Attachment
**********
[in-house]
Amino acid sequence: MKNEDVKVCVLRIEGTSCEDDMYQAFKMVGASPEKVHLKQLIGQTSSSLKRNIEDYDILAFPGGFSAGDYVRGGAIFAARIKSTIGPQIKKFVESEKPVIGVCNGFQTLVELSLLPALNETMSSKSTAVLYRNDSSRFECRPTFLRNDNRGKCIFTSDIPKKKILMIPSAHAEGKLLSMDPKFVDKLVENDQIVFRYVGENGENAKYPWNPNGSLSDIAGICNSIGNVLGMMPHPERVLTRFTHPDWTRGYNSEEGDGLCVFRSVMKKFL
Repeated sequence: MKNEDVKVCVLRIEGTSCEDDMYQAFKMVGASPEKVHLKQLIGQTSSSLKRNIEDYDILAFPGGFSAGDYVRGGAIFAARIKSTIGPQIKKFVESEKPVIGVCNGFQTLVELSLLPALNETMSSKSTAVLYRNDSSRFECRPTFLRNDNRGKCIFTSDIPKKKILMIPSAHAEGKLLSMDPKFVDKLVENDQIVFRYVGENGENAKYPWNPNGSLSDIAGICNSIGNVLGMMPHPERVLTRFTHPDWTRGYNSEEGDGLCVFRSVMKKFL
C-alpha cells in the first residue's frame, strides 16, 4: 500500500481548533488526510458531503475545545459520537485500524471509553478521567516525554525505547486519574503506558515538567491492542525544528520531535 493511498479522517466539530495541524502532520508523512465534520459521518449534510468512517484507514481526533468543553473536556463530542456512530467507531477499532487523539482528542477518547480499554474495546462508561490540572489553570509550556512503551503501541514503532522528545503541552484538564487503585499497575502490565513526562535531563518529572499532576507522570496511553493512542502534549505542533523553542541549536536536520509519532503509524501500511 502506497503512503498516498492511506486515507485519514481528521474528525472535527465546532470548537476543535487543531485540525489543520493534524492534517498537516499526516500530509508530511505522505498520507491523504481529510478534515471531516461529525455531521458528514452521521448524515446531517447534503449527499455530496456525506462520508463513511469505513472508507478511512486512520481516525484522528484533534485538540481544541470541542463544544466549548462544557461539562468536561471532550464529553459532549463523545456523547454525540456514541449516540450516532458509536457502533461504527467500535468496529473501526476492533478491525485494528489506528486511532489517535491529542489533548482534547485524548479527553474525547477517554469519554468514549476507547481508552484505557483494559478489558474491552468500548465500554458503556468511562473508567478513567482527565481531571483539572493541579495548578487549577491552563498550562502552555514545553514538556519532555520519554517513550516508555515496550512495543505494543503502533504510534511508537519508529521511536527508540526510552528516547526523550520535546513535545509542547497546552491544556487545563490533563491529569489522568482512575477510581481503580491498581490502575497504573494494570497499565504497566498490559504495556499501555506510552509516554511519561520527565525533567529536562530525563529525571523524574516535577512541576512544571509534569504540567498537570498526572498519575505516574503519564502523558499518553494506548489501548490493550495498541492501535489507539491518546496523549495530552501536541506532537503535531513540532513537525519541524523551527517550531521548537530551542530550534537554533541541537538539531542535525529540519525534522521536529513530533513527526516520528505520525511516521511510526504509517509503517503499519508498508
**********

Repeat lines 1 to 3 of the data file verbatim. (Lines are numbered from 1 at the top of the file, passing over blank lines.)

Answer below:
[in-house]
Amino acid sequence: MKNEDVKVCVLRIEGTSCEDDMYQAFKMVGASPEKVHLKQLIGQTSSSLKRNIEDYDILAFPGGFSAGDYVRGGAIFAARIKSTIGPQIKKFVESEKPVIGVCNGFQTLVELSLLPALNETMSSKSTAVLYRNDSSRFECRPTFLRNDNRGKCIFTSDIPKKKILMIPSAHAEGKLLSMDPKFVDKLVENDQIVFRYVGENGENAKYPWNPNGSLSDIAGICNSIGNVLGMMPHPERVLTRFTHPDWTRGYNSEEGDGLCVFRSVMKKFL
Repeated sequence: MKNEDVKVCVLRIEGTSCEDDMYQAFKMVGASPEKVHLKQLIGQTSSSLKRNIEDYDILAFPGGFSAGDYVRGGAIFAARIKSTIGPQIKKFVESEKPVIGVCNGFQTLVELSLLPALNETMSSKSTAVLYRNDSSRFECRPTFLRNDNRGKCIFTSDIPKKKILMIPSAHAEGKLLSMDPKFVDKLVENDQIVFRYVGENGENAKYPWNPNGSLSDIAGICNSIGNVLGMMPHPERVLTRFTHPDWTRGYNSEEGDGLCVFRSVMKKFL